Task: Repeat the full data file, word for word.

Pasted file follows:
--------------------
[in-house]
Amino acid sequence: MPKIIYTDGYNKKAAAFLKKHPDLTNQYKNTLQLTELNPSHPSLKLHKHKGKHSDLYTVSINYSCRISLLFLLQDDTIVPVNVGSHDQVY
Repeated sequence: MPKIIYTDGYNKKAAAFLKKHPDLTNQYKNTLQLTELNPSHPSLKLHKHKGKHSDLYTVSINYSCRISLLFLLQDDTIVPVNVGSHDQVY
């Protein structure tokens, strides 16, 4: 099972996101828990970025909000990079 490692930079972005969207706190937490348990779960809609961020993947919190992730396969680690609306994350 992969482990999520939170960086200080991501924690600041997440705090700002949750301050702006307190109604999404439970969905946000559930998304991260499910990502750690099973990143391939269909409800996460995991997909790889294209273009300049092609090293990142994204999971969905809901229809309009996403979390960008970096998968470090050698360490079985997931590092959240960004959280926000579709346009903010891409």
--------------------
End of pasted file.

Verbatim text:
[in-house]
Amino acid sequence: MPKIIYTDGYNKKAAAFLKKHPDLTNQYKNTLQLTELNPSHPSLKLHKHKGKHSDLYTVSINYSCRISLLFLLQDDTIVPVNVGSHDQVY
Repeated sequence: MPKIIYTDGYNKKAAAFLKKHPDLTNQYKNTLQLTELNPSHPSLKLHKHKGKHSDLYTVSINYSCRISLLFLLQDDTIVPVNVGSHDQVY
């Protein structure tokens, strides 16, 4: 099972996101828990970025909000990079 490692930079972005969207706190937490348990779960809609961020993947919190992730396969680690609306994350 992969482990999520939170960086200080991501924690600041997440705090700002949750301050702006307190109604999404439970969905946000559930998304991260499910990502750690099973990143391939269909409800996460995991997909790889294209273009300049092609090293990142994204999971969905809901229809309009996403979390960008970096998968470090050698360490079985997931590092959240960004959280926000579709346009903010891409």